Our pretty village's drowning in mud waterfalls due to a new housing development | The Sun

HORRIFIED residents have seen their stunning village drown inmudslides while a new housing development is built on their hill.

Torrents cascade down from the high ground during heavy rainfall from former farmland sold “for millions" to make way for a new-build estate.

It has led to a "waterfall of dirty mud" flooding homes and drives bringing misery to a village filled with pensioners and retirees.

One householder, whose property was among the worst hit during a flash flood last week, said: “I’m alright but I may not be next time, and my place is a mess.

"There was a sea of absolute red, it was clay and mud not just water."

The flood – captured in a horrifying video – saw onsite builders charge down the hill to assist residents in Burton Joyce, Nottinghamshire.

One householder claimed that the carnage came as construction on 14 new homes on land with "completely inadequate drainage" began 12-weeks-ago.

The woman said: "I’m at the bottom of a hill which is prone to flooding with land at the top being prepared for new homes but with completely inadequate drainage. It is ridiculous.”

Building went ahead despite locals objecting to the planning and warning, they claim, that there would be problems with flooding.

Some residents on Orchard Close and nearby streets claim the mud comes from the levelling off of the land.

It has led to huge resentment filling the village – branding the work on old cow pastures at the top of a hill as "madness".

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Former social services worker Margaret and husband Michael said the "predictable" flooding was "like a waterfall" in their garden and drive.

Margaret added: "Every day we are sweeping and hosing to try to wash it away… It is absolutely horrendous."

Husband Michael explained: “The huge mountain on soil of the agricultural land being developed is just running down the road, and the drains are not coping."

The flooding also forced a busy local Co-Op store, a chippy and fruit and veg shop to temporarily close their doors amid Thursday's torrent.


Resident Val alleges that she had been told a big tank would be installed on site to help with drainage.

She said: “We are not happy. The whole village is against the scheme, we have complained time and again but are fully ignored.

“We understood from the developers that they would be installing a a big tank on site to help with drainage.

"But we found out this hasn’t  happened and instead they have put in a new milk crate-like system which isn’t draining the land properly.”

Her husband David, a recent stroke sufferer, born in the village, added: “We’ve lost our last bit of green, now the pavement and road outside out village is disappearing."

Across the road, neighbour Keith Stafford, 82, claimed constant cleaning by developers Red Lane Ltd has ripped up tarmac creating potholes – and he wants them to fixed immediately.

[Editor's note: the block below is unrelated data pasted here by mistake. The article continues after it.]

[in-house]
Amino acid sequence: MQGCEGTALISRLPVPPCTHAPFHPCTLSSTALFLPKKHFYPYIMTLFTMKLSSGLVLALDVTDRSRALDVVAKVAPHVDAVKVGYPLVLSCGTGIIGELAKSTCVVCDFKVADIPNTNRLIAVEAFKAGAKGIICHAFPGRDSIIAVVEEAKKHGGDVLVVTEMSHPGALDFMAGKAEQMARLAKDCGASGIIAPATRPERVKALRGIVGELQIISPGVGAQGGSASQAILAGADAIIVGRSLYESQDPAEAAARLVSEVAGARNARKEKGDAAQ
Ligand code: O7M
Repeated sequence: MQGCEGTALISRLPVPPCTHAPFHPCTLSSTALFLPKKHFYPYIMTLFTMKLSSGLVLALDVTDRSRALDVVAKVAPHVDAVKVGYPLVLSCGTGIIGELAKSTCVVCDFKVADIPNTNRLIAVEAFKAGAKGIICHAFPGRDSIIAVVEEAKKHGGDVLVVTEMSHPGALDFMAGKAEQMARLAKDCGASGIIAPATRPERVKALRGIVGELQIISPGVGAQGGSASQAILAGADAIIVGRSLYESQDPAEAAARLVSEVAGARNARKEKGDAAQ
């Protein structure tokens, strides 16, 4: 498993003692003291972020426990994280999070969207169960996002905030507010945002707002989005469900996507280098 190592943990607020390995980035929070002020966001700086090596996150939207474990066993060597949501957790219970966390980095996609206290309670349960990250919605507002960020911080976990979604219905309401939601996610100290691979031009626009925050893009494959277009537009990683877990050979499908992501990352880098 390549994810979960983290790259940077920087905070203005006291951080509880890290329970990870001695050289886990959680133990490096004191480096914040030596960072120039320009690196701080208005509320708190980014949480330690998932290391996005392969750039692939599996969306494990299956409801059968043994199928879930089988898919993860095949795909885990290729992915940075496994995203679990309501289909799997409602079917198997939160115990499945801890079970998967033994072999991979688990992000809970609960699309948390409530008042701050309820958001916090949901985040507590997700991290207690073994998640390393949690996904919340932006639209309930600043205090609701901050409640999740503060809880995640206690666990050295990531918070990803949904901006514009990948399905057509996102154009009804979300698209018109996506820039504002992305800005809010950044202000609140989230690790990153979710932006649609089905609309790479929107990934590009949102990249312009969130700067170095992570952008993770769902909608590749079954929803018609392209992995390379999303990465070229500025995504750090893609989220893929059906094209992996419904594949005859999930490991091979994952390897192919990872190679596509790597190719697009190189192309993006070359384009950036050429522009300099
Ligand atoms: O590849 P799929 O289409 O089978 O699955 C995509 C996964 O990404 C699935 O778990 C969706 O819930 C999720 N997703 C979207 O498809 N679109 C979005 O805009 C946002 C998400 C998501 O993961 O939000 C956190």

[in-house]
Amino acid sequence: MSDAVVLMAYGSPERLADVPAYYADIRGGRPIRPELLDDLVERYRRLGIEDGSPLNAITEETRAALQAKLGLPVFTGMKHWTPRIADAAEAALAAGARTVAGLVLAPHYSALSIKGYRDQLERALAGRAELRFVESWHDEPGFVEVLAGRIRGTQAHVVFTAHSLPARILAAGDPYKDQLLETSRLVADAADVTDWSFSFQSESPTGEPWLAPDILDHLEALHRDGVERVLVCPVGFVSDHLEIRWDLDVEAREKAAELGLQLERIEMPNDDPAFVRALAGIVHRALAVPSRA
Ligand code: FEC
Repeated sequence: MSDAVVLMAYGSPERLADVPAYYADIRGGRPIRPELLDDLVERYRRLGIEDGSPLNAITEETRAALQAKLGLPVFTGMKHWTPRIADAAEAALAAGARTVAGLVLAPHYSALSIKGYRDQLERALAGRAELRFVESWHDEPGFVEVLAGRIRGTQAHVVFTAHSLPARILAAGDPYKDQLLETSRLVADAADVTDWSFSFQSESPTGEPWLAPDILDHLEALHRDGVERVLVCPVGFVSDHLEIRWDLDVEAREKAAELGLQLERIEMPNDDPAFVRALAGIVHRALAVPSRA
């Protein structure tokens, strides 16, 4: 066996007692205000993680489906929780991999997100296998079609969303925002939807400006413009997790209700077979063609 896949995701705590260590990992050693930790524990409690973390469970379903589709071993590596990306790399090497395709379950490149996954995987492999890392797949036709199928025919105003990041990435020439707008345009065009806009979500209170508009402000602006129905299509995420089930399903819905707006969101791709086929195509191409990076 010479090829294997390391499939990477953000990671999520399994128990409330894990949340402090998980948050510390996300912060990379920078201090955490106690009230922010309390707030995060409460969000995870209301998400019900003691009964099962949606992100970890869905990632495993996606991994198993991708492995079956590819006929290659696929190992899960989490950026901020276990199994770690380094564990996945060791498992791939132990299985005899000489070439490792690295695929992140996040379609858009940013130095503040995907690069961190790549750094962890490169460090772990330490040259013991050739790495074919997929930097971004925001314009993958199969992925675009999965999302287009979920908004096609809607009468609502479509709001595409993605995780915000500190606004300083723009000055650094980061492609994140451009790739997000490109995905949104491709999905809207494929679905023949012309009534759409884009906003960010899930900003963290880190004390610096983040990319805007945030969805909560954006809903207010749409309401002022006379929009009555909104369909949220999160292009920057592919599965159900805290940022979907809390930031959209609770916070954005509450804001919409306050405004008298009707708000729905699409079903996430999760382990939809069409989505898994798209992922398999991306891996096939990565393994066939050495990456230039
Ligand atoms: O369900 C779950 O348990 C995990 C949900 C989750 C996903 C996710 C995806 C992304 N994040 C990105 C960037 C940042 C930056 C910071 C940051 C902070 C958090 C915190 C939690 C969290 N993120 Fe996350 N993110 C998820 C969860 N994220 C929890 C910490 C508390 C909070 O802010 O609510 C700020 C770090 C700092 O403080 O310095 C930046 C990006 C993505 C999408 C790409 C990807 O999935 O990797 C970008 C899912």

Residents have also claimed they have to put up with 200 trips by builders.

Margaret fumed: “It’s all a bit of a mess. The levelling off of the hill should have been finished in he summer.

“Now we have to put up with 200 trips, day in day out, going up and down the hill past our house."

And Margaret says that despite desperate pleas for help, the "disgraceful" council have simply "disregarded" them.

Victoria Alexander from Red Lane Ltd of Repton, Derbyshire, declined to comment.

She said: “We have no comment. We have spoken to the residents.”

At the time of the flooding, councillor Sam Smith said he and his fellow Trent Valley councillor on Gedling Borough Council, Mike Evans, were working with residents and businesses to help them.

Mr Smith added: "The chip shop, our Post Office and the Co-op have been forced to close. The flooding has brought the village to a standstill."

When asked about the flooding he told Nottinghamshire Live: "We made it clear that if they approve this planning application it would flood Burton Joyce.

"That field there is a natural drainage system and once they concrete over it, it's gone.

"We need to stop building on green belts for this reason. It's a nightmare."

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A borough council spokesperson said: “On Thursday, large parts of the borough and the county saw extremely high levels of rainfall, causing flooding across several areas.

"We provided support for households who were in imminent danger of flooding, providing sandbags to several homes.

"Our road sweepers have been out to the affected areas to help clear up the debris caused by the rainfall.

"The development is at an early pre-construction stage and it’s clear that the appropriate drainage to prevent the mud falling down the hills was not in place and we have requested they urgently fix this or face enforcement action that could include shutting the site down.”

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